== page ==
Verse from the Veda for the Day and Night

Brahma on Hamsa

Brahma on Hamsa

Brahma is the Creator and Sustainer of the universe and is known by many names, the Divine Absolute, Grandfather, One, Namely, the Universal, the Eternal Spirit pervading the universe, the Unborn, and so on. To create the universe Brahma separates into male and female, Father and Mother, Vishnu and Lakshmi, heaven and earth, day and night, inhalation and exhalation, and we are the descendants. Brahma is One and splits into two while remaining the same, and just as, there are three winds, breaths, for living, to and from to live with and to be devoted to arise in. We are all connected upon the earth, and the teaching is for all of us to live as one big happy family. Heaven and earth are outside of us for a place to exist and inside of us for rising to heaven. Brahma separates out of love for all beings, separates for comparison, for conceptions, and without that, there is no thought but one.

The picture accompanying this post is called Brahma on Hamsa. In the literature, you will find that Hamsa is the name of a bird, a swan, and some writers equate Hamsa with Hamso, which is the name of a mantra for meditation. Hamso is referred to as the Mantra of Breath, but it is different than the Mantra of Breath in the Vedas. In the Veda, the Sacred Knowledge, a person listens to the sound of the breath for meditation, and does not chant the syllables SO and HAM on exhalation. A person breathes and listens, breathing produces a sound, and for the purpose of meditation, a person listens to the inhalation of the breath through the nose and exhalation from the mouth.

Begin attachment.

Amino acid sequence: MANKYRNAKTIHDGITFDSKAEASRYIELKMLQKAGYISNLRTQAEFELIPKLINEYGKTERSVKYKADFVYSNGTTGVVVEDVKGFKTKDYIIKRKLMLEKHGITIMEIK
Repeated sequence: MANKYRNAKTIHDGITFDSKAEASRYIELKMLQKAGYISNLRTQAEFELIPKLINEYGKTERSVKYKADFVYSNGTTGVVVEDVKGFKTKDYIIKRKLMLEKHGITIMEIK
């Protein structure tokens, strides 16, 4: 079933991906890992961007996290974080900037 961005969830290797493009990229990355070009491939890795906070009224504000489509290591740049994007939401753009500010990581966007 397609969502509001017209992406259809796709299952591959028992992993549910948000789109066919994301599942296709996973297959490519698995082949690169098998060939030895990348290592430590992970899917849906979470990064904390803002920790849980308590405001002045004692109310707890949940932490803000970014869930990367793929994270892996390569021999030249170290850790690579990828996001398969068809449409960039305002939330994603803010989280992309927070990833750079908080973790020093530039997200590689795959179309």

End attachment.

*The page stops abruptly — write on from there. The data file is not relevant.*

Neither Hamsa nor Hamso is in the Sanskrit-English Dictionary. Haṉsá is in the dictionary and means a swan, a goose, the soul or spirit, the Supreme Spirit, one of the vital airs, a kind of measure, or a kind of mantra. The Sanskrit “ṉ” is similar to “ṃ” in having the sound of “n” in bon.

Some writers equate Hamso with Soham and in the dictionary, you will find So ‘ham, and it means I myself. Kind of interesting, but more interesting to me was finding a picture depicting Brahma, the Eternal Spirit, riding Haṉsá, the Supreme Spirit, and finding that the word also refers to a kind of measure or mantra. Brahma comes and goes with respiration, the Mantra of Breath, and will come to you as long as you have the strength to return the breath to Brahma.

Here is a verse from the Sacred Text about a number for comparison.

The two must be equal to be powerful to dwell in the same place and unite in the same ceremony worshipping night and day together, and for the sake of mortal couples, the Ancient One reproduces and is born young so there is great uniformity forever.

Lizard with Rocks on the Ground

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